Cryptocurrencies are hard to understand. The most common misconception is not one about the technical functionality of a blockchain but rather of the very root cause of the invention. Why Bitcoin was invented rather than how it works. Why every historical event in Bitcoin matters, what they mean and what long-term effects they will have in regard to reaching the intended purpose of the invention. Bitcoin was invented right after the huge financial meltdown of 2008. It was an attempt to create sound money, i.e. money that can’t be counterfeited or tampered with in any way by anyone. Inflation free money. There will only ever be 21 million Bitcoin in the world and this, only this, is what the blockchain was designed to ensure.
Another misconception is that if a new world currency were to emerge it would somehow have to be distributed more or less equally between countries or citizens. This is at best naïve. Supply and demand is what rules every market regardless of what political filter you apply on top of it. Money is just the language we use to express value when we interact with people we don’t know personally. When you realize that money is a language you also realize that tampering with the supply of it is a way of restricting free speech. But there’s a twist. Increasing the supply of something automatically decreases the demand for that something. When it comes to money, an increased supply might inject some fuel into the economy in the short run but always at a cost for future generations. In short — there is no free lunch.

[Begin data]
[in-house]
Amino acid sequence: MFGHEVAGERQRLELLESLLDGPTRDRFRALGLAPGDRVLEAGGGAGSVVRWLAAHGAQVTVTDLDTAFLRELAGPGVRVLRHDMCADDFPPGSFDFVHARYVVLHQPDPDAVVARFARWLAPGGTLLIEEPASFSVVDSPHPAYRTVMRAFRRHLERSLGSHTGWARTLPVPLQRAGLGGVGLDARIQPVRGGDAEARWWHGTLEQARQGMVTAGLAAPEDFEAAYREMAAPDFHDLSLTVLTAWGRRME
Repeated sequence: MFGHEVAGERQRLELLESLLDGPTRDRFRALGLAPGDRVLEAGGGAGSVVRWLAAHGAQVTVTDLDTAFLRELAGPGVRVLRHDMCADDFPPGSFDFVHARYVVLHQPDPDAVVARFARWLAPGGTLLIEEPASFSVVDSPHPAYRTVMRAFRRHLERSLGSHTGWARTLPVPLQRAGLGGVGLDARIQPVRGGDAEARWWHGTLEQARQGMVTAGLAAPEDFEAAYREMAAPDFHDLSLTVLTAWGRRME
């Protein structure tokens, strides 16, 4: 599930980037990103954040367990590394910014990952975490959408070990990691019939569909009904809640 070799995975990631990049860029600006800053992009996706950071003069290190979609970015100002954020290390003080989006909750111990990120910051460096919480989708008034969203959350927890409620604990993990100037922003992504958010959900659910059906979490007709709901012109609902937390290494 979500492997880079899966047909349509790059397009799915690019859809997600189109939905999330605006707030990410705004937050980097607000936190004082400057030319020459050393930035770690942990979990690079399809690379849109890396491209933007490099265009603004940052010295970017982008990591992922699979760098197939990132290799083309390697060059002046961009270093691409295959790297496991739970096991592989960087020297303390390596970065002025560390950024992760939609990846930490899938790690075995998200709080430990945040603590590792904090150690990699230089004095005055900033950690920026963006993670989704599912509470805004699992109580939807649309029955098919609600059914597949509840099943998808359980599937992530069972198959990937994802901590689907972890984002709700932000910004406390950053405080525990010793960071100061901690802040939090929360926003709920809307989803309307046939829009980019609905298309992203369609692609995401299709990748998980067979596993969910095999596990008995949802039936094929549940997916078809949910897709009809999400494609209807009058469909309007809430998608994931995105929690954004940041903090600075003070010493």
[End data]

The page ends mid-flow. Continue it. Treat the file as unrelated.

When you introduce something better some people will realize its potential before others do. This is inevitable and it will give early adopters a head start. The bigger the invention, the bigger the advantage. When the invention has such deep implications for society as a whole as Bitcoin does, the benefits for early adopters will be huge. The price of Bitcoin is very much a direct reflection of this. Every two years or so another zero is added to the figure. This causes a lot of suspicion and envy among those who haven’t got any Bitcoin yet and as most of them still can’t grasp the magnitude of Bitcoin’s potential they think that it can be copied, that it has reached its peak and so on. This is nothing new and it will probably go on for some time. As the boom part of the boom-bust life cycle of an altcoin can go on for quite some time. Just look at the top ten coins five years ago. One of them is still around today and worth three fifths of the value it had then, denominated in Bitcoin.
Everyone will have to adapt to a world in which Bitcoiners get richer by the power of ten every two years and everything that this implies. Decentralized is a reality now and nothing on earth can change that fact. This is very hard for most people to understand. The things they are willing to do to justify their denial is simply mind-boggling sometimes. Bitcoin is a completely voluntary system open for everyone in the world to use. Why would anyone even be against that in the first place? If you didn’t buy before the rally last year — live with it. Don’t sell, wait a couple of years and all of a sudden you’re one of the early adopters who get to laugh at the pathetic attempts of besmurging what is obviously one of the best things that happened in your life. Good things will finally really do come to those who wait. As an outsider, there’s absolutely nothing you can do about Bitcoin. As an insider there’s not much you can do either but as such you can at least enjoy the benefits.
On a side note — today we celebrate Bitcoin Pizza Day. Look it up!